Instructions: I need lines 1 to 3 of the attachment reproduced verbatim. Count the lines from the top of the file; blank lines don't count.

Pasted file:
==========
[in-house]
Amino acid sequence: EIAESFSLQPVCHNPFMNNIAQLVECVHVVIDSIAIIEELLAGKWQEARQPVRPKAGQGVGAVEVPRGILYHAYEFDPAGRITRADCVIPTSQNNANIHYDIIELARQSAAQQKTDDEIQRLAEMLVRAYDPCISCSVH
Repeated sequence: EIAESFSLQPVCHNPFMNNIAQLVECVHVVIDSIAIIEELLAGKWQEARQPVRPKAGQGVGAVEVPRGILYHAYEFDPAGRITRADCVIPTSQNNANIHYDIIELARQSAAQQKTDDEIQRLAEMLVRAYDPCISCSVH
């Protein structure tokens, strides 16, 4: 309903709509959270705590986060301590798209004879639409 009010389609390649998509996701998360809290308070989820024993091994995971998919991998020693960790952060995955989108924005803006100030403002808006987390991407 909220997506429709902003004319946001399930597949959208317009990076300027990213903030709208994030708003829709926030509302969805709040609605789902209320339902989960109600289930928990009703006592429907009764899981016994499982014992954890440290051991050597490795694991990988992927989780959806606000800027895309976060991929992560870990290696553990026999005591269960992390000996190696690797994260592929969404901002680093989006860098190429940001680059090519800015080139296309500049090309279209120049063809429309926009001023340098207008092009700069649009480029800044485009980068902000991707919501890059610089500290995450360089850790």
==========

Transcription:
[in-house]
Amino acid sequence: EIAESFSLQPVCHNPFMNNIAQLVECVHVVIDSIAIIEELLAGKWQEARQPVRPKAGQGVGAVEVPRGILYHAYEFDPAGRITRADCVIPTSQNNANIHYDIIELARQSAAQQKTDDEIQRLAEMLVRAYDPCISCSVH
Repeated sequence: EIAESFSLQPVCHNPFMNNIAQLVECVHVVIDSIAIIEELLAGKWQEARQPVRPKAGQGVGAVEVPRGILYHAYEFDPAGRITRADCVIPTSQNNANIHYDIIELARQSAAQQKTDDEIQRLAEMLVRAYDPCISCSVH